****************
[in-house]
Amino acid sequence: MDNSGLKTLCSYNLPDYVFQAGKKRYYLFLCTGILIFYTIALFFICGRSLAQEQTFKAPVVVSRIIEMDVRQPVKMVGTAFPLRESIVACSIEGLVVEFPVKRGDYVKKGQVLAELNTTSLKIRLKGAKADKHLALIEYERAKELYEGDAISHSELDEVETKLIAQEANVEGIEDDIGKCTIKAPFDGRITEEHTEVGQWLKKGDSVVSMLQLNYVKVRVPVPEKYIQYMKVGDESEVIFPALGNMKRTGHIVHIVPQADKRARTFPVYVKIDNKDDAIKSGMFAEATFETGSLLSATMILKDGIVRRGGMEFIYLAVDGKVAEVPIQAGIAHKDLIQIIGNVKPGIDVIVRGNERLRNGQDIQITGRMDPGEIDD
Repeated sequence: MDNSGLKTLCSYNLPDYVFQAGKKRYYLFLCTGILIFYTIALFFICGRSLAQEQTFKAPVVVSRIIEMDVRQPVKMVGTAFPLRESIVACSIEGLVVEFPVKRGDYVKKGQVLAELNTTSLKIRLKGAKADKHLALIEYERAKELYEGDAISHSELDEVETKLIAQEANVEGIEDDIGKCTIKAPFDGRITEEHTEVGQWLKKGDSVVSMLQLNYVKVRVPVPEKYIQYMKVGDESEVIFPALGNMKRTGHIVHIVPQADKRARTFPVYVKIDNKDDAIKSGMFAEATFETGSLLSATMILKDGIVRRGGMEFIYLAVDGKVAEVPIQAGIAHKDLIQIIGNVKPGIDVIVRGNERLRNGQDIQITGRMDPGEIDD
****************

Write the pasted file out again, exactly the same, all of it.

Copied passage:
[in-house]
Amino acid sequence: MDNSGLKTLCSYNLPDYVFQAGKKRYYLFLCTGILIFYTIALFFICGRSLAQEQTFKAPVVVSRIIEMDVRQPVKMVGTAFPLRESIVACSIEGLVVEFPVKRGDYVKKGQVLAELNTTSLKIRLKGAKADKHLALIEYERAKELYEGDAISHSELDEVETKLIAQEANVEGIEDDIGKCTIKAPFDGRITEEHTEVGQWLKKGDSVVSMLQLNYVKVRVPVPEKYIQYMKVGDESEVIFPALGNMKRTGHIVHIVPQADKRARTFPVYVKIDNKDDAIKSGMFAEATFETGSLLSATMILKDGIVRRGGMEFIYLAVDGKVAEVPIQAGIAHKDLIQIIGNVKPGIDVIVRGNERLRNGQDIQITGRMDPGEIDD
Repeated sequence: MDNSGLKTLCSYNLPDYVFQAGKKRYYLFLCTGILIFYTIALFFICGRSLAQEQTFKAPVVVSRIIEMDVRQPVKMVGTAFPLRESIVACSIEGLVVEFPVKRGDYVKKGQVLAELNTTSLKIRLKGAKADKHLALIEYERAKELYEGDAISHSELDEVETKLIAQEANVEGIEDDIGKCTIKAPFDGRITEEHTEVGQWLKKGDSVVSMLQLNYVKVRVPVPEKYIQYMKVGDESEVIFPALGNMKRTGHIVHIVPQADKRARTFPVYVKIDNKDDAIKSGMFAEATFETGSLLSATMILKDGIVRRGGMEFIYLAVDGKVAEVPIQAGIAHKDLIQIIGNVKPGIDVIVRGNERLRNGQDIQITGRMDPGEIDD